Despite revenue falling 11.6% YoY to $20.3 billion, missing the $20.9 billion consensus, Bank of America (BAC) reported September quarter EPS of $0.51 vs. the $0.50 consensus. Of note in the company’s earnings press release, during the quarter, it boosted its provision for credit losses to $1.4 billion “driven by COVID-19 impacts.” Total net charge-offs decreased $174 million of 15% from the June quarter to $942 million. Consumer net charge-offs decreased $170 million QoQ to $564 million “aided by benefits of deferrals and government stimulus.” Commercial net charge-offs were essential flat QoQ at $408 million.
PNC (PNC) reported September quarter EPS of $3.39 per share, $1.28 better than the consensus forecast; revenue for the quarter rose 0.9% YoY to $4.28 billion, topping the $4.01 billion consensus. The company’s provision for credit losses was $52 million, a decrease of $2.4 billion. Average commercial loans of $175.6 billion decreased $13.7 billion, or 7%, reflecting lower utilization of loan commitments. Average consumer loans of $77.5 billion decreased $1.3 billion, or 2%, due to lower auto, credit card, home equity, and student loans partially offset by higher residential mortgage loans.
United Health (UNH) reported better than expected September quarter revenue and EPS and boosted its 2020 guidance. Revenue for the September quarter rose 7.9% YoY to $65.1 billion vs. the expected $63.97 billion. The company now sees 2020 EPS of $16.50-$16.75 vs. the $16.56 consensus and its prior guidance of $16.25-$16.55.
Semiconductor capital equipment company ASML Holding (ASML) reported September quarter EPS of €2.54 per share vs. the €2.25 consensus as revenue for the quarter rose 32.6% YoY to €3.96 billion, beating the expected €3.7 billion. For the current quarter, the company revenue in the range of €3.6-3.8 billion, which bookends the €3.7 billion consensus. Longer-term, the company reiterated that secular market drivers such as 5G, AI, and high-performance computing remain in place.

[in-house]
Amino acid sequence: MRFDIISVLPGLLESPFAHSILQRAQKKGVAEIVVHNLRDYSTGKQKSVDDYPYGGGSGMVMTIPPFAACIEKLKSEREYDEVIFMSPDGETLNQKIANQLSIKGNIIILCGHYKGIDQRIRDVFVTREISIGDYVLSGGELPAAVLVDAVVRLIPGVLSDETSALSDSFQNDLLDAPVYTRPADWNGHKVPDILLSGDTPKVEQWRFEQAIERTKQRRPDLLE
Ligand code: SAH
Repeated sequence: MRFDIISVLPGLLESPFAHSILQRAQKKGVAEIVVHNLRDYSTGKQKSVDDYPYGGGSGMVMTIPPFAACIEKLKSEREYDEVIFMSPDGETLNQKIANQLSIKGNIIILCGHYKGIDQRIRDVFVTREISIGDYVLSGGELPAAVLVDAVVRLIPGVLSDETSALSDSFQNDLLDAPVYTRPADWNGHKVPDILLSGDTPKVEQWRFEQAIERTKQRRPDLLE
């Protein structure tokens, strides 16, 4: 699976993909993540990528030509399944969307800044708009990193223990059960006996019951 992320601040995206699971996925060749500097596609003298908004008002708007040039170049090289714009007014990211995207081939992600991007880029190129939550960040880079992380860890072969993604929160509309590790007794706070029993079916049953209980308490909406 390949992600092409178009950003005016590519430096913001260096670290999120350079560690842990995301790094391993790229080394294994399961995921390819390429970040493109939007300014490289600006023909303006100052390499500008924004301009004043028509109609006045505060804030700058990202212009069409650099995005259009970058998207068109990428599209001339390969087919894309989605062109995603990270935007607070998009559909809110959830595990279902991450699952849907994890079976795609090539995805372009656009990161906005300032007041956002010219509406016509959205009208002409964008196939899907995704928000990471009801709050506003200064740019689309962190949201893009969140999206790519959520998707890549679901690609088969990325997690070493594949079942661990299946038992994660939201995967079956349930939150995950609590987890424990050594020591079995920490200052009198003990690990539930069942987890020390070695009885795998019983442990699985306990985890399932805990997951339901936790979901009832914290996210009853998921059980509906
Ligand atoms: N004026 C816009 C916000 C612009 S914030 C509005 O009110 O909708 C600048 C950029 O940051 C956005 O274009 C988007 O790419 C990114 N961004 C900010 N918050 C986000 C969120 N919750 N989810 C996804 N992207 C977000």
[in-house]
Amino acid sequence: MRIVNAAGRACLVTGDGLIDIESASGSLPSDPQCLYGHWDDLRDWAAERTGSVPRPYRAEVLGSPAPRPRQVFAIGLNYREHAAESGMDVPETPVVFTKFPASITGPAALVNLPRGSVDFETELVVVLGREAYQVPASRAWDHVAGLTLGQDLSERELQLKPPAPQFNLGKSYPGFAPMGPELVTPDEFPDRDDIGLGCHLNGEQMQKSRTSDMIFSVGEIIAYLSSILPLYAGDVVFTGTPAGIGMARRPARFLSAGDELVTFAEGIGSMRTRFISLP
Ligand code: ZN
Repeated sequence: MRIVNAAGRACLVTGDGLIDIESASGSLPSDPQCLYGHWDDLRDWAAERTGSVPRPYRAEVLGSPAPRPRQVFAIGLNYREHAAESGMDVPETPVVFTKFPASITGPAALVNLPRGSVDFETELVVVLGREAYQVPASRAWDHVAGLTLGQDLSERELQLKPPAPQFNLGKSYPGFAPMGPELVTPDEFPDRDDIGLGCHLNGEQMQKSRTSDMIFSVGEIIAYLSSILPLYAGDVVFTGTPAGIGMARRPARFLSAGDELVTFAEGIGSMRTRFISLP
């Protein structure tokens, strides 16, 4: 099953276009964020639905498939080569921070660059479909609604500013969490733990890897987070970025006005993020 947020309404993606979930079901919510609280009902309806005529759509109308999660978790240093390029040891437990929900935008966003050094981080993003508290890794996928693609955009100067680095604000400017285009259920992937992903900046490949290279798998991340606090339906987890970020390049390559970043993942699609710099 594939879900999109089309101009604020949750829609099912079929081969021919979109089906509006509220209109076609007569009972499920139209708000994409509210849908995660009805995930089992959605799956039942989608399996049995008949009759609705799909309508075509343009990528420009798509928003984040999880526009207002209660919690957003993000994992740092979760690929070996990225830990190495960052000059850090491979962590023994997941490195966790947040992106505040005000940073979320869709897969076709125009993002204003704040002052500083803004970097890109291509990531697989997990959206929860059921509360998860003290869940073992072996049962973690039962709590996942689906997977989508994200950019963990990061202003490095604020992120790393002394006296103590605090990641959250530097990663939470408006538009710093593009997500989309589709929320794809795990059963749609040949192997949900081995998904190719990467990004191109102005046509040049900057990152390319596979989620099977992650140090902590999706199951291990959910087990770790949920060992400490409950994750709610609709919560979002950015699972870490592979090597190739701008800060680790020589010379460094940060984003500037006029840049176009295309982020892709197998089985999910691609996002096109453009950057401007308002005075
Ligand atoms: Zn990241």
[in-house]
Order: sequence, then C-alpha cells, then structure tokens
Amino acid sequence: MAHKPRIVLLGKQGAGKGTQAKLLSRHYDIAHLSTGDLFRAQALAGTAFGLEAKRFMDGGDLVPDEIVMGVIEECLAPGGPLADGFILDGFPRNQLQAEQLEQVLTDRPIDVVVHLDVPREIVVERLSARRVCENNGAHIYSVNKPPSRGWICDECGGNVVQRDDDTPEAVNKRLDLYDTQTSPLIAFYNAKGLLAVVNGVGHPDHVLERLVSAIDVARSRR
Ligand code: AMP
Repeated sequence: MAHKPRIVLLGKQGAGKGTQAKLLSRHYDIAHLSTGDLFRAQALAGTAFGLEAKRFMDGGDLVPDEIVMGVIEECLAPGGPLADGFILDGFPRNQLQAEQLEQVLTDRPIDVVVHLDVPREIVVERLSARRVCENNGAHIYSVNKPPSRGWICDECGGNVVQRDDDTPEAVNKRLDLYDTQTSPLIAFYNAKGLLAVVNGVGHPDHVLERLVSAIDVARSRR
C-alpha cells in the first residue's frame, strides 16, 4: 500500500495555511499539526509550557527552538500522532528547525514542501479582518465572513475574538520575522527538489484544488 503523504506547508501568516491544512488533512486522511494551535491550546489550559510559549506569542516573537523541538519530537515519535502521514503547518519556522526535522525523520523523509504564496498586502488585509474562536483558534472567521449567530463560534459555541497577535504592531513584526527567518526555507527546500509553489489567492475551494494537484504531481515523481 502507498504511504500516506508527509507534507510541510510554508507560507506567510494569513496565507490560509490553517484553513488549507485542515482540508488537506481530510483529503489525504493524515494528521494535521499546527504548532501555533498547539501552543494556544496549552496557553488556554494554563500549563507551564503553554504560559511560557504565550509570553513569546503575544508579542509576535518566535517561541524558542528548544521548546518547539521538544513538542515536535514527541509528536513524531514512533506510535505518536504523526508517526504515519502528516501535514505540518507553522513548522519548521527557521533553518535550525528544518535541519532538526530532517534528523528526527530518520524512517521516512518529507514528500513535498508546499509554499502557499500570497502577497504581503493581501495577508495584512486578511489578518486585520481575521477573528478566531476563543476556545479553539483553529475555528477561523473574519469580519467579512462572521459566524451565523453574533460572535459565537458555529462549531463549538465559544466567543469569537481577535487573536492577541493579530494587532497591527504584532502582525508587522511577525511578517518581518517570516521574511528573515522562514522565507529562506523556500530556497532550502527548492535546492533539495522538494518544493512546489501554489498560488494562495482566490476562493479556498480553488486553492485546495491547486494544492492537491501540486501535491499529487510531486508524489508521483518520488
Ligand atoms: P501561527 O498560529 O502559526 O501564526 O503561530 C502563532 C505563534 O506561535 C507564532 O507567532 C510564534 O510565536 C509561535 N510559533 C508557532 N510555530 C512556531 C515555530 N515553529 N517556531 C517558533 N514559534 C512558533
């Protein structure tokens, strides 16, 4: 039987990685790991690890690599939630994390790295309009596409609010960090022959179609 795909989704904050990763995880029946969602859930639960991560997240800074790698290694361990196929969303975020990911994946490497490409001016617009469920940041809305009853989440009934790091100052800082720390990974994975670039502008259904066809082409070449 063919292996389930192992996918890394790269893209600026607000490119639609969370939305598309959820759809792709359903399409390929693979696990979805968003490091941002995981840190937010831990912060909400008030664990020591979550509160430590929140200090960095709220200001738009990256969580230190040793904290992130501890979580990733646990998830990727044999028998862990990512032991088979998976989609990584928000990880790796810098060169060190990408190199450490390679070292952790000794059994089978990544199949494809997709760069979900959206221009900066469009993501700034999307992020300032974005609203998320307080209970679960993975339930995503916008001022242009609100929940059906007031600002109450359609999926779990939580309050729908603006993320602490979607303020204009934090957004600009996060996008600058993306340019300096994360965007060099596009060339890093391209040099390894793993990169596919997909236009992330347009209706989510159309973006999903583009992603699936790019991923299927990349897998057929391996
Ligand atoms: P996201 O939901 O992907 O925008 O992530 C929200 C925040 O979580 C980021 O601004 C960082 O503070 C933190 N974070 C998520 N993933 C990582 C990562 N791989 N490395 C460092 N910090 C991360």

China Southern Airlines (ZNH) reported its September passenger capacity decreased 23.67% YoY, with capacity for domestic routes up 6.55% YoY. For regional and international routes, its capacity fell 92.25% YoY and 89.88% YoY, respectively, during September.
Six Flags (SIX) says in an SEC filing that it’s committed to reducing its full-time workforce by 10% as part of transformation productivity initiatives.
Allscripts (MDRX) announced it will sell its CarePort Health business to WellSky, a global health, and community care technology company, for $1.5 billion.
Kroger (KR) targets expanding its Simple Truth brand’s plant-based offering to more than 75 products by the end of 2020. New products include non-dairy cheeses, oat milk ice cream, and Emerge fresh chicken-less patties and grinds.
Dollar General (DG) is opening a new store concept Popshelf, aimed at higher-end suburban shoppers in Nashville in the coming weeks. The company targets opening two such stores in the coming weeks and plans to open another 30 by the end of next year.
After today’s market close, Alcoa (AA), Sleep Number (SNBR), and United Airlines will report their quarterly results. Readers looking to get ready for the sea of earnings in the coming days should visit Nasdaq’s earnings calendar page.
On the Horizon
- October 15: Initial Jobless Claims, Bloomberg Comfort, Empire Manufacturing, Import/Export Prices, Philly Fed Outlook
- October 16: Options Expiration Day, Retail Sales, Industrial Production, Business Inventories, University of Michigan Consumer Sentiment, TIC Flows
- October 19: Home Builder Sentiment
- October 20: Building Permits and Housing Starts
- October 21: MBA Mortgage Applications, Fed Beige Book
- October 22: Initial Jobless Claims, Bloomberg Comfort, Leading Index, Existing Home Sales, Kansas City Manufacturing
- October 23: Preliminary Markit PMIs
- October 26: Chicago Fed Activity, New Homes Sales, Dallas Fed Manufacturing Activity
- October 27: Durable/Capital Goods, FHFA Home Prices, Case-Shiller Home Prices, Consumer Confidence, Richmond Fed Manufacturing
- October 28: MBA Mortgage Applications, Wholesale Inventories, Retail Inventories
- October 28: Facebook (FB), Google (GOOGL), and Twitter (TWTR) testify before the Senate Commerce Committee
- October 29: Initial Jobless Claims, Bloomberg Comfort, GDP, Personal Consumption, Pending Home Sales
- October 30: Personal Income, Personal Spending, PCE Deflator, Employment Cost, MNI Chicago PMI, University of Michigan
- October 31: Boo!
Thought for the Day
“How wonderful it is that nobody need wait a single moment before starting to improve the world.” ~Anne Frank
The views and opinions expressed herein are the views and opinions of the author and do not necessarily reflect those of Nasdaq, Inc.